You know what to do in a medical emergency, but do you know what to do when faced with a big fat financial crisis?
Dear Mary: After 10 years of marriage and tons of unwise decisions, my husband handed the finances to me to handle. I have never done this before. We have mountains of bills and $900 in the bank. I don’t know where to start. Please help me. I feel like I am drowning. Gladys
Dear Gladys: First you need to separate facts from feelings. There will be a time later to address emotional issues and how to develop financial intimacy in your marriage. But for now pack up your feelings and put them on a shelf. Develop a mindset that you’ve been called in to perform a financial rescue for a complete stranger.
Take a deep breath and write down all of your bills. Include the “bills” for basic food, gasoline and necessary medications, if any, to survive until your next payday. Divide these bills into two lists: Essential and nonessential. An essential expense is a serious obligation that if not paid could produce severe, even life-threatening consequences. Follow this rule to figure out which bills should get paid first:
Do not make payments on nonessential debts or expenses when you have not paid essential ones—even if your nonessential creditors are breathing down your neck.
Recently, I reached into the pile known as my mail and pulled out a great question, “How can I restore the finish to an original, classic mid-century modern Formica top table that has some noticeable dull spots?” I have the answer, but misplaced the letter. So while I don’t know your name, you know who you are and that’s all that matters.
Dear Reader: Don Aslett, America’s #1 Cleaning Expert says to brighten dull or scratched laminate, rub it down with Johnson’s Jubilee or a good paste car wax, Meguiar’s Gold Class Carnauba. Just follow the instructions on the package. By the way, Johnson’s Jubilee is for use on almost anything: cars, boats, bikes, countertops, skis, your glasses, but don’t apply it to floors. It’s too slick. As I recall you are very fond of your table, so if you don’t already have one of the recommended products, a $10 investment might be worth the price.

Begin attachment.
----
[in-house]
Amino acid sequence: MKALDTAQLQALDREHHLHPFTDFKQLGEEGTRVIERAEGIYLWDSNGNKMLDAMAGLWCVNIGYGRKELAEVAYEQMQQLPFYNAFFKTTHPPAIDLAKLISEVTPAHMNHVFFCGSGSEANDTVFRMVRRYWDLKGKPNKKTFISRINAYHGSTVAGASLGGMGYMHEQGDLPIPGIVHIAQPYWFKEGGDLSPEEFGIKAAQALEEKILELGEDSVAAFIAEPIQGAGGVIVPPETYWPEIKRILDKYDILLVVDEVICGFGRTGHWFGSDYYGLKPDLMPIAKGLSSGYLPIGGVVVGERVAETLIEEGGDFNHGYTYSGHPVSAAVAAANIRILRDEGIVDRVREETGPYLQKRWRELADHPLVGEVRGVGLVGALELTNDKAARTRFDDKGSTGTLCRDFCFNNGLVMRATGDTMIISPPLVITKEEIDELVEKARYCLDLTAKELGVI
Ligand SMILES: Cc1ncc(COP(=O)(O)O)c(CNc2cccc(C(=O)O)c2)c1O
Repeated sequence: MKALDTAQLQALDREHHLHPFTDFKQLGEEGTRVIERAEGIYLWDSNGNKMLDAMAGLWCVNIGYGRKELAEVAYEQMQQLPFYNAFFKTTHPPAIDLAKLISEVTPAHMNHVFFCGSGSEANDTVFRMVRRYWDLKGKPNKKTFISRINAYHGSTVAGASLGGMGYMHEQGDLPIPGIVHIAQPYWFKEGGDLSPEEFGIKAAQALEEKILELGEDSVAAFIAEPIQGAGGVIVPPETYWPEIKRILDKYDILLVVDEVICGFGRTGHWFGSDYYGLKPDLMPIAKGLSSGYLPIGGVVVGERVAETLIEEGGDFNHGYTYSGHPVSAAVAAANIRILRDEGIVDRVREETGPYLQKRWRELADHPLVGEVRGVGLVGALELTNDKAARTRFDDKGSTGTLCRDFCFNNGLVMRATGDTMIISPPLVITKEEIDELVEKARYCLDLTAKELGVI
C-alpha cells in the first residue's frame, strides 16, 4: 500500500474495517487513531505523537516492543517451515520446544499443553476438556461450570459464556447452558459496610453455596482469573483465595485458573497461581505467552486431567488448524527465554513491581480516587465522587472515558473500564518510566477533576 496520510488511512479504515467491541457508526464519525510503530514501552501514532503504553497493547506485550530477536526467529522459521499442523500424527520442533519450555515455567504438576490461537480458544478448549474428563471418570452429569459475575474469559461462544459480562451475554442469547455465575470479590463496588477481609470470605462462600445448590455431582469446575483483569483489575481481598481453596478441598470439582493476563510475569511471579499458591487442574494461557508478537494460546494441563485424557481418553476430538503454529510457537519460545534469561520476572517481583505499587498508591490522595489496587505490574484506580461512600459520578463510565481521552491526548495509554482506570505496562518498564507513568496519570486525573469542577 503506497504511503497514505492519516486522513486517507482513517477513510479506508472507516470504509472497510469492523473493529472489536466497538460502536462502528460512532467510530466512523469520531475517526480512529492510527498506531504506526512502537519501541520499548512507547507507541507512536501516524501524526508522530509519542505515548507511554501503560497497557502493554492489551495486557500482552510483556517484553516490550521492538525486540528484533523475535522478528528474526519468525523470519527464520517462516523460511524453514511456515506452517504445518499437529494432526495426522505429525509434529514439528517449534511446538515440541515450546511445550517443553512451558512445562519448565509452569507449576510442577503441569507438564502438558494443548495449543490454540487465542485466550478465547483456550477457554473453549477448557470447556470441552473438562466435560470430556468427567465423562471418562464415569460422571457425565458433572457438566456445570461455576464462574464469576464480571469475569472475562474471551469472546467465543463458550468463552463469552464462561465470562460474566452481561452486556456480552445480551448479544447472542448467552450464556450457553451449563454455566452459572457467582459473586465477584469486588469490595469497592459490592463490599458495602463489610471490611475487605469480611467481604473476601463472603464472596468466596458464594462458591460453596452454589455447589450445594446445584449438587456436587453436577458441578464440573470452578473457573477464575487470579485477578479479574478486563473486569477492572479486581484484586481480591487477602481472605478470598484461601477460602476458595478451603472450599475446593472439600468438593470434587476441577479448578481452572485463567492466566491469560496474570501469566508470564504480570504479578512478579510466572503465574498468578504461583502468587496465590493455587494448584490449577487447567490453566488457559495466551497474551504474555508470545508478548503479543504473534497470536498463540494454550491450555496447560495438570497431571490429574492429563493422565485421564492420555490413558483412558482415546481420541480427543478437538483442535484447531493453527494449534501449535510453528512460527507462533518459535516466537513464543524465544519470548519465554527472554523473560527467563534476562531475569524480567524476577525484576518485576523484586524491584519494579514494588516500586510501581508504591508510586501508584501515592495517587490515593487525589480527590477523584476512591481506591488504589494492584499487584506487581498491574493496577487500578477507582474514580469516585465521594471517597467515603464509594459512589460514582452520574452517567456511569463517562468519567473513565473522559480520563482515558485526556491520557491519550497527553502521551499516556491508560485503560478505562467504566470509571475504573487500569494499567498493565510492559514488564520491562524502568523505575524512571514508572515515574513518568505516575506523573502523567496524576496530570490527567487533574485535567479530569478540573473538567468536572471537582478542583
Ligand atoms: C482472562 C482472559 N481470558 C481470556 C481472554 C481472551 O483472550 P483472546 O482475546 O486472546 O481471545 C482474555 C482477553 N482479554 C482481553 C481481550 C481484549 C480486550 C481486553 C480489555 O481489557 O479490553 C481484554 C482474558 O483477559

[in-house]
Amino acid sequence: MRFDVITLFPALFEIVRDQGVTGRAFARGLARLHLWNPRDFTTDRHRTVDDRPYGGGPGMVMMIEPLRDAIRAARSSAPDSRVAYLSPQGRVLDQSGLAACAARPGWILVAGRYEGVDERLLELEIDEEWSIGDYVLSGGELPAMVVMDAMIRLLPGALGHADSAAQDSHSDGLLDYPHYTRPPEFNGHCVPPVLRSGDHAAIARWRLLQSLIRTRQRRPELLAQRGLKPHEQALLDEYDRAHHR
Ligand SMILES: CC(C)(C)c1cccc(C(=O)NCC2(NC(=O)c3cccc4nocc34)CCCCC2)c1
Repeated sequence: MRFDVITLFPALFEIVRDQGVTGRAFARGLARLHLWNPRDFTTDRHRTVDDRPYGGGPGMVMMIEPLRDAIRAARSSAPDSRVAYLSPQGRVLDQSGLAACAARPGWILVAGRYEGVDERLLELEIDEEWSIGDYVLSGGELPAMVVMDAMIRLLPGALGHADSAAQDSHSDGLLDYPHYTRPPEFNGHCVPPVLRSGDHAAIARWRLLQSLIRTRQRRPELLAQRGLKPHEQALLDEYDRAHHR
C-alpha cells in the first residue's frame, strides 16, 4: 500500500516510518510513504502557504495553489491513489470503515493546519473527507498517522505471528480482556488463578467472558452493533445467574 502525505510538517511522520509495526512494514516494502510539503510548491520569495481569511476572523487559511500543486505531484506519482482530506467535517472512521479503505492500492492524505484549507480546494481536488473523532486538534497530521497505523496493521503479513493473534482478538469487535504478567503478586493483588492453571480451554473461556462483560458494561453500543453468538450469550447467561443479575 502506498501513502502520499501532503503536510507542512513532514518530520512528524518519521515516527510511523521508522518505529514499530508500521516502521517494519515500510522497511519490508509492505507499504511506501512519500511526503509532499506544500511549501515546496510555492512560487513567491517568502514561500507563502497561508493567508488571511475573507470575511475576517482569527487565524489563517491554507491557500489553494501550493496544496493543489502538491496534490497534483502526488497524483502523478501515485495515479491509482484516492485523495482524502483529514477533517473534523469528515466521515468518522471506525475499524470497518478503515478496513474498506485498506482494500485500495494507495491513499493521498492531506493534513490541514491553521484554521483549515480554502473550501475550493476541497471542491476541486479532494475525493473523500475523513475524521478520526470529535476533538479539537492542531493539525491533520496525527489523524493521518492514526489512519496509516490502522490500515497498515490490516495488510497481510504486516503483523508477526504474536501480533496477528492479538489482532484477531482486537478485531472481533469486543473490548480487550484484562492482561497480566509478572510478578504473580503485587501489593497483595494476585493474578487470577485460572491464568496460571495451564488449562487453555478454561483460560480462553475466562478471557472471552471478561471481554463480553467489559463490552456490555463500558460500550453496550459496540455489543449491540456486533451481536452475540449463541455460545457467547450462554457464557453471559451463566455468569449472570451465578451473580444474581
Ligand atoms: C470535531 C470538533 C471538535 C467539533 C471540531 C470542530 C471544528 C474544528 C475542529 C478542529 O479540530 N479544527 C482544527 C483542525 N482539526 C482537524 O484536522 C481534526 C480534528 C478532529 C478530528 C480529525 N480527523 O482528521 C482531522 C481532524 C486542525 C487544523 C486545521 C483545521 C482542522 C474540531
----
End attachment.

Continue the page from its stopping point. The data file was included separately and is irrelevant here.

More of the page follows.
Dear Mary: I have a silverfish problem in my home. Nothing I have tried works. Please help. Helene
Dear Helene: Silverfish are such a pesky problem. They’re nocturnal, so you won’t see them much during they day. And silverfish are so hearty they can go without food for up to a year. When they do eat, they find cardboard and wallpaper to be quite tasty.
An excellent pesticide for silverfish is food-grade diatomaceous earth, available at garden centers or hardware stores. Make certain you purchase food-grade diatomaceous earth, not the variety for swimming pools which has been chemically altered and will not work as a pesticide. When silverfish and other crawling insects come in contact with the powdery substance they dehydrate. Even silverfish cannot live without water.
It’s not something you buy every day. But when it’s time to buy carpet, you want to know your stuff. Make a bad decision and you’ll pay dearly for a long time, and I am not talking just about the money. You’ll pay a significant price in dissatisfaction and disappointment.
First, decide the style of carpet and type of fiber you want, determined by where it will be installed and how much money you have to spend. Visit several retail carpet stores that will let you take carpet samples home for a few days. Walk on them, view them in different light. Set a heavy piece of furniture on them to see if the fibers will “rebound” once removed.
No matter how much pressure the sales staff pours on, remember you are not obligated to purchase from any store even if you checked out samples from them.
Plush. Usually one solid color with even, smooth pile height. Varies from light weight (apartment-grade) with fewer tufts per square inch to heavier weights that are very dense. Comes in a vast range of colors. Shows footprints and vacuum marks.
Textured Plush. Two shades mixed with varying pile heights that reduces vacuum marks and footprints. About the same price as plush.
Frieze. Very tightly twisted tufts of yarn. More expensive than plush but wears much longer—15 years is not unusual. Durable, holds up to heavy use without matting or showing traffic patterns. Rebounds well.
Sculptured. Has two types of tufts—loops and cut pile in varying heights. Often called high-low. Doesn’t show much dirt. Often used in apartments.
I have a quirk, a kind of brain glitch that annoys me to no end. I cannot easily distinguish left from right. My brain locks up and gives me that infamous “404 Page Cannot Be Displayed” message.
Of course, I blame this on Mrs. Sailor. It goes back to that day in First Grade when she called on me to answer a simple “left or right?” question. I froze. I did not know the answer.
This was not good for a child who feared punishment for even the slightest infraction. Worse, I didn’t know how I would ever figure it out. No one else in the class had a problem with left and right.